Sunday, June 10, 2012

Inspection 5-12-2012 - Wonky Comb!!

Today (again, I am speaking as if this is the date of the inspection) I did another inspection of the backyard hives.

Brown Hive

I checked out the Brown Hive, and yet again found more queen cells. This hive is determined to swarm. I took another few frames out to make another nuc, but I made sure to leave some queen cells in the brown hive (otherwise it may swarm and have no replacement queen). Here are a couple of swarm cells on the side of the comb:

And another (fuzzy) shot of a queen cell along the bottom:

Pink Hive

Slow and steady - that's the pink hive. Nothing going wrong, just good looking brood:

Green Hive

Earlier I put a super of undrawn medium frames on the Green hive so that they can draw it out and put honey in there. I left off the queen excluder because some have said the bees will draw out comb better without the excluder on. They were right, but boy the bees had other ideas! Here's what I found when I opened up the top of the hive:

What you see is comb, but the bees decided to build it perpendicular to the frames! What, don't they read the beekeeping books! They are supposed to build on the frames themselves!

There queen got up there and laid eggs for drone brood, which made things even worse!

In addition to brood, they are filling up the comb with nectar.

I really wasn't up to dealing with this right now, so I put the queen excluder back on, and next week I'll make sure the queen is in the lower part (by making sure there are now new eggs in the top part) and then I'll clean things up. What I plan on doing is waiting for the drone brood to hatch, then pull out the frames and letting the bees rob out the nectar/honey. Then I'll scrape off the wonky comb and re-coat the frames with wax.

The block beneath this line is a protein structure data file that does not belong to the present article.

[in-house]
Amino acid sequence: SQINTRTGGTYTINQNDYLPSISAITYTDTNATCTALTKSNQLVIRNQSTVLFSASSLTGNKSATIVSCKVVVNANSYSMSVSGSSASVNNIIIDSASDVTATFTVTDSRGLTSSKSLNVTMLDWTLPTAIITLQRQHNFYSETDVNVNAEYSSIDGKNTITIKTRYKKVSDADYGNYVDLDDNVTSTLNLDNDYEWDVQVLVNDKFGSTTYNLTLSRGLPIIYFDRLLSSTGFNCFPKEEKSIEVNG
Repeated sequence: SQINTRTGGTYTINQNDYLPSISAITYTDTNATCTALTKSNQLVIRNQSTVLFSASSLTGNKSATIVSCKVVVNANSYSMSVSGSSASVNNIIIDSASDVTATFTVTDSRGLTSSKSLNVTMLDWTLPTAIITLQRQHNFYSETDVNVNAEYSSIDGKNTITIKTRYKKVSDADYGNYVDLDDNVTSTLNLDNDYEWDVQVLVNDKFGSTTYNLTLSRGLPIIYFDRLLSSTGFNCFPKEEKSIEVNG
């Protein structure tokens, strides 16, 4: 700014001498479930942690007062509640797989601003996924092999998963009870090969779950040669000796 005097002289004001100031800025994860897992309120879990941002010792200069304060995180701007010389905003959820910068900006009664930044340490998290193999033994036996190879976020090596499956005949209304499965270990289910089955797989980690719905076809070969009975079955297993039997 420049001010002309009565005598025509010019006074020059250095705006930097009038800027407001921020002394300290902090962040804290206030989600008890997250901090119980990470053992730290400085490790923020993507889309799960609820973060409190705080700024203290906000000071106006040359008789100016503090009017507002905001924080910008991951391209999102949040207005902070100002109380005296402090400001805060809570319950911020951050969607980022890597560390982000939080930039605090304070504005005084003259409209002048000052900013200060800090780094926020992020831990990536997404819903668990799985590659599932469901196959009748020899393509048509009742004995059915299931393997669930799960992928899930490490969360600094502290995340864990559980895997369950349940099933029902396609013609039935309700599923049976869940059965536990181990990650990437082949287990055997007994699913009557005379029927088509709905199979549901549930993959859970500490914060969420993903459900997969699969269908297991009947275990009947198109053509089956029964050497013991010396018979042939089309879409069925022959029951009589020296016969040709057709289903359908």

I have a theory that there isn't enough wax on the frame to start with, and the bees aren't inclined to build up the frame. But they want to make comb, so they do it wonky.

As I mentioned earlier, I found more swarm cells in the brown hive. I pulled off a few frames, including the queen cells, and made up another nuc.

You may ask, why do I make nucs? It seems a shame to me to let the bees do all the work to create queen cells, only to have only one of them survive. This way I have some extra resources for queens if I need it.

Also, since this is swarm season, I decided to put a nuc up high to see if any swarms want to move in. This is what I have on my house:

My neighbor asked what it was so I explained to her that I am just a crazy beekeeper!

Last week I made up a mating nuc for one of the queen cells. This is what I found this week - not looking good!

I opened it up and found every bee dead!

I remembered that during the week there was a cold snap (temps in the 30's I think). What I think happened is that there weren't enough bees to keep themselves warm and they died. Generally mating nucs should be used only when the temperature is warm enough that they don't have heat issues. I guess it was too early...

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